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His understanding is far more sophisticated than facile rational-emotional bifurcation: Cognitive space 'reflects the invisible space of human emotions, will, beliefs and values.... The national cognitive space is scattered in the subjective world of each individual.' He sees that this involves a collective mind 'formed by the superposition of the cognitive space of countless individuals in the whole society. The target of cognitive space combat is people, and the battlefield is the entire human society.' And he does not shy away from recognizing the spiritual dimension: '[T]he weapon of cognitive space contest is spiritual information. Any place where spiritual information can be spread can become a battlefield.' The implications are chilling, and Pang Hongliang follows them through relentlessly: 'Controlling the cognitive space is to influence and even dominate the cognition, emotion and consciousness of the public and national elites, and ultimately influence a country’s values, national spirit, ideology, cultural traditions, historical beliefs, etc., and urge them to give up their own exploration.' He cites the U.S. Army's identification of the physical, cognitive, and information domains, as if to indicate parity, but these artificial divisions are amateurish compared to the blending of disparate domains in his own account. Or perhaps he is attributing greater cognitive warfare capabilities to the U.S. Army than actually exists, in order to prod the PLA into upping their own game in that endeavor.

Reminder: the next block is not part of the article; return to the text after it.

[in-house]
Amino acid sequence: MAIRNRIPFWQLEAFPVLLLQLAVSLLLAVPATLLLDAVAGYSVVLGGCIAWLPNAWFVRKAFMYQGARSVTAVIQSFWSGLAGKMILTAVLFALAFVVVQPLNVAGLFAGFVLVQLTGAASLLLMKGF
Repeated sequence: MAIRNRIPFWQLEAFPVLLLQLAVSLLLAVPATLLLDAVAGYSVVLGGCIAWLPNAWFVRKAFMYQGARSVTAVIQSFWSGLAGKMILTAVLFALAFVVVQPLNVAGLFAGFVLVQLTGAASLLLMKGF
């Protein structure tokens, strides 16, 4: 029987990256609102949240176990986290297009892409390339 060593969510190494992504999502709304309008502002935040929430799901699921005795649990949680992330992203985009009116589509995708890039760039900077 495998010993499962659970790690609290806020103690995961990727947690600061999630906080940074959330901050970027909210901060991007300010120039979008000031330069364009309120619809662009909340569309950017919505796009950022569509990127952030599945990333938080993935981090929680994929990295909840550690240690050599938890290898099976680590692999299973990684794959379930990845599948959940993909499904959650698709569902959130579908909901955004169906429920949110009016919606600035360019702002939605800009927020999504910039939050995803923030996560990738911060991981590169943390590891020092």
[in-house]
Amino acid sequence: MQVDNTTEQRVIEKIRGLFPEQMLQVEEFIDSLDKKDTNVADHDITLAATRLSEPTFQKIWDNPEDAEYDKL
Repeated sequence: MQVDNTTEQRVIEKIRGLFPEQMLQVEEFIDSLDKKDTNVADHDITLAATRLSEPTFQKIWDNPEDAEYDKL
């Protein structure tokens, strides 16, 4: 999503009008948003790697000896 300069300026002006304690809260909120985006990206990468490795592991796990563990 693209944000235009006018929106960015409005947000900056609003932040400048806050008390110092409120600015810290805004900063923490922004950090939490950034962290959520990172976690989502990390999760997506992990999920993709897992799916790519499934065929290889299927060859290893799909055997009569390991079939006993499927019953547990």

Colonel Takagi asks what China is learning from the Ukraine war about the prospect of invading Taiwan. His answer is that despite some successes in the cognitive domain, cognitive warfare is a long way from winning without fighting. Russia, he says, annexed Crimea in 2014 by acting quickly and creating a fait accompli, while disguising the identity of its soldiers. It's doubtful, however, that anyone could have believed military operations in Crimea were carried out by any nation other than Russia, and in any case Crimea had been part of Russia for hundreds of years as the successor of Byzantium. So this is hardly an argument for the success of cognitive warfare. Takagi also considers Russia's case for invasion of the Donbas region of eastern Ukraine to be a failure of its assertions concerning Ukraine's attacks on Russian residents during the 2014 - 2022 period. Be that as it may, the fact these these assertions are disputed indicates that cognitive warfare has not worked in that instance either.